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- Trade deficit widens in Q4 as stock-building bites ahead of Brexit.
- Companies imported more cars, machinery and chemicals in quarter.
- Economists say stock-building likely detracted from GDP growth.
The trade deficit widened in the final quarter of 2018 after stockpiling ahead of the UK's exit from the European Union led to a pick up in imports, which one economist says is part-responsible for Monday's poor GDP growth number.
The UK's goods and services trade deficit widened to -£10.35 bn during the final quarter of 2018, from -£9.5 bn previously, after the nation's import bill rose at a faster pace than its export trade.
Exports rose to £158.97 bn, from £158.02 bn previously. But imports increased much faster, from £167.52 bn to £169.33 bn, after companies stepped up their purchases of cars, manufacturing materials and chemicals.
Car imports were up by £1.2 billion in the final quarter, while machinery imports rose £300 mn while imports of other machinery and chemical items rose by £700 mn respectively, the Office for National Statistics (ONS) says.
"Stockbuilding probably contributed to the 1.3% q/q rise in imports. (Exports rose by 0.9% q/q.)," says Paul Dales, chief UK economist at Capital Economics. "If it wasn’t for stock building, then net exports would have added to growth rather than subtracting 0.1 ppts."
Above: Growth in the UK's imports and exports. EU vs Non-EU countries.
The terms of the UK's departure from the EU, as well as its future trading relationship, are yet to be agreed and markets are concerned the country could leave without any such terms having been agreed.
That could see the UK and EU impose tariffs on imports of goods from eachother. It might also mean delays at ports if customs staff have trouble adapting to the new relationship.
The government has said in recent weeks that customs authorities have plans in place that will ensure trade is not disrupted at the ports even in the event of a so-called no deal Brexit but this has not prevented companies from taking precautionary measures.
"There were some signs that Brexit is boosting stockbuilding. After excluding the alignment adjustment and valuables, inventories added 0.3 ppts to growth after 0.0 ppts in Q3. Some may say that GDP growth would have been negative without that, but that’s not quite right," says Dales.
Trade balance data measures the difference in value between a nation's imports and its exports. Currency markets care about it because the data provides insight into supply and demand of a currency in the "real economy", while also giving a steer on the likely pace of GDP growth in a given period.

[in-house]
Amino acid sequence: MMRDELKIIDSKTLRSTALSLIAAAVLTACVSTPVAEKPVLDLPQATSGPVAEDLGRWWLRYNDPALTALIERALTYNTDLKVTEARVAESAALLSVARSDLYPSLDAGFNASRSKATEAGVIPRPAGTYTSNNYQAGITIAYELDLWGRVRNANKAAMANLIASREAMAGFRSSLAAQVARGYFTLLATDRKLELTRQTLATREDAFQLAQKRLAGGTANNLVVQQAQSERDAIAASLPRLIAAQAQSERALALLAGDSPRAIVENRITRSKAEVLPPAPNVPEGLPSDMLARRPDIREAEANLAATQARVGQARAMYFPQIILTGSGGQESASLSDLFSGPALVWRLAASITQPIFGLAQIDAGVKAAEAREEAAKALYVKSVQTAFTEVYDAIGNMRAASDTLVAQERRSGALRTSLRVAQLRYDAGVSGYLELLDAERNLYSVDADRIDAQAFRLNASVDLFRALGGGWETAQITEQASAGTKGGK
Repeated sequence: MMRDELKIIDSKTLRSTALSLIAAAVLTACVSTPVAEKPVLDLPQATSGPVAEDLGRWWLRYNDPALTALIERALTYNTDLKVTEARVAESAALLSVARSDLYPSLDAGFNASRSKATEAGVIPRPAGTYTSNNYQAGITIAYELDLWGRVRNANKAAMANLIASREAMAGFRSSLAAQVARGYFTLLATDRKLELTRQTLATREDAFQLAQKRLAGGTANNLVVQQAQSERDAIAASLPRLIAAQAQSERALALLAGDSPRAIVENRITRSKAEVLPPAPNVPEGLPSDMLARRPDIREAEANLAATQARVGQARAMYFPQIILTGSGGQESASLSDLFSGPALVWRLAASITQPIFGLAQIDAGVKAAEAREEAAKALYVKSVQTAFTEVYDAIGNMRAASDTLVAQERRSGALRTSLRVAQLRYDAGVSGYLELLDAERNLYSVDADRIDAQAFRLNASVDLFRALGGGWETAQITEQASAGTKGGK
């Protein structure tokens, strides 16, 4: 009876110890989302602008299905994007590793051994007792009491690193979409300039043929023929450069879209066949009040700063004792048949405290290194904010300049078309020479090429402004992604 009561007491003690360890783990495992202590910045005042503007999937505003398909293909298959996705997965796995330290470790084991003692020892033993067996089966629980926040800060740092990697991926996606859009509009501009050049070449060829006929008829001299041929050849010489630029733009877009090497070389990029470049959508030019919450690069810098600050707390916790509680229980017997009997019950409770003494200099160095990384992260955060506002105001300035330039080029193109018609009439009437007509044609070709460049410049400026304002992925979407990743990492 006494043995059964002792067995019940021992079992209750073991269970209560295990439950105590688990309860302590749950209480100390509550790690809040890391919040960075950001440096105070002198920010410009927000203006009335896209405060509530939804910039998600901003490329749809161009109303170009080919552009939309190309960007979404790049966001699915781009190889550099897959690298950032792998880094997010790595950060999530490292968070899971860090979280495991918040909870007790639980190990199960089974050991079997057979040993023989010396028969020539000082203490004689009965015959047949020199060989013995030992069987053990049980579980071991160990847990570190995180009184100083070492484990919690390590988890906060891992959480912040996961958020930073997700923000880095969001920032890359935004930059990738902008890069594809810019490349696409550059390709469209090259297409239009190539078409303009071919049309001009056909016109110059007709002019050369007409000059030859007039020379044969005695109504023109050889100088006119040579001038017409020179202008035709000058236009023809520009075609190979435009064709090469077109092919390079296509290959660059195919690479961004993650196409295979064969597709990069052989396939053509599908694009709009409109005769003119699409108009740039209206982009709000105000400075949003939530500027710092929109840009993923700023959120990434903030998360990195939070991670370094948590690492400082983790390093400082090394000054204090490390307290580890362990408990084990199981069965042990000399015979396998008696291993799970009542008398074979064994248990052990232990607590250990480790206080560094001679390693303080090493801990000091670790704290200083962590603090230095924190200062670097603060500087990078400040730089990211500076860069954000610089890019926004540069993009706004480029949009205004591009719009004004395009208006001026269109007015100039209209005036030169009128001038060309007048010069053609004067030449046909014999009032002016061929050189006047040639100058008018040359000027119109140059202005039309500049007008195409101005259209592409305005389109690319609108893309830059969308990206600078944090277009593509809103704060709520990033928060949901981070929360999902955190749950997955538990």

A narrowing deficit suggests either that exports and their associated demand for a currency are rising, or that imports and their associated supply of a currency are falling. Both are typically good for a currency while a steadily narrowing trade surplus, or a widening deficit, is a negative influence.
The size and trajectory of a trade surplus or deficit is important for economic growth because imports are a subtraction in the calculation of GDP, while exports represent a credit to the value of economic output. As a result, rising exports and, or, falling imports can help boost the economy.
Above: Quarterly trade balance data. Source: Office for National Statistics.
Monday's trade data was released alongside growth figures for the final quarter, which showed the economy slowing sharply into year-end. GDP growth was just 0.2% during the final quarter, down from 0.6% in the third quarter, which means the economy grew just 1.4% in 2018.
That makes 2018 the UK's worst year for growth since 2012 when the economy was held back by an economic slowdown and debt crisis in Europe.
Eurozone economic growth also tumbled in the third and final quarters, although the UK's economic woes are thought to be as much the result of uncertainty over the Brexit process as they are external factors.
"Net trade dragged modestly on GDP growth, but government spending jumped, easily reversing declines over the previous two quarters," says Samuel Tombs, chief UK economist at Pantheon Macroeconomics. "Today’s data bring clear signs that Brexit uncertainty is depressing the economy, but we would not rush to conclude yet that GDP is on track to fall outright in Q1. Solid growth in households’ spending, thanks to low inflation and robust labour income growth, should keep GDP on a slightly rising path."
International trade was a clear weight around the ankles of the economy in the final quarter but if figures for the December month, as well as trajectory of the trade balance during each month of the quarter, are anything to go by then the worst of the trade drag may now be over.
This is because the deterioration in the trade balance took place in October and November, while the deficit narrowed sharply in December. The combined goods and services deficit fell to -££3.22 bn in December, down from -£3.61 bn in November.
That being said, if the UK were to leave the EU without an agreement governing the departure, then the quantity as well as value of imports and exports from the country could be impact significantly.
Currency devaluation could mean the value of spending on imports increases significantly, while tariffs could easily see goods exports fall if they are effective in making UK-made goods less competitive or non-tariff barriers are effective in stymying overseas demand for British goods.
"With a growing risk that we may not know whether 'no deal' has been averted until much closer to the 29 March deadline, the UK economy faces a challenging few weeks. The chances of a rate hike from the Bank of England this year are receding," says James Smith, an economist at ING Group.
Above: Monthly trade balance data. Source: Office for National Statistics.
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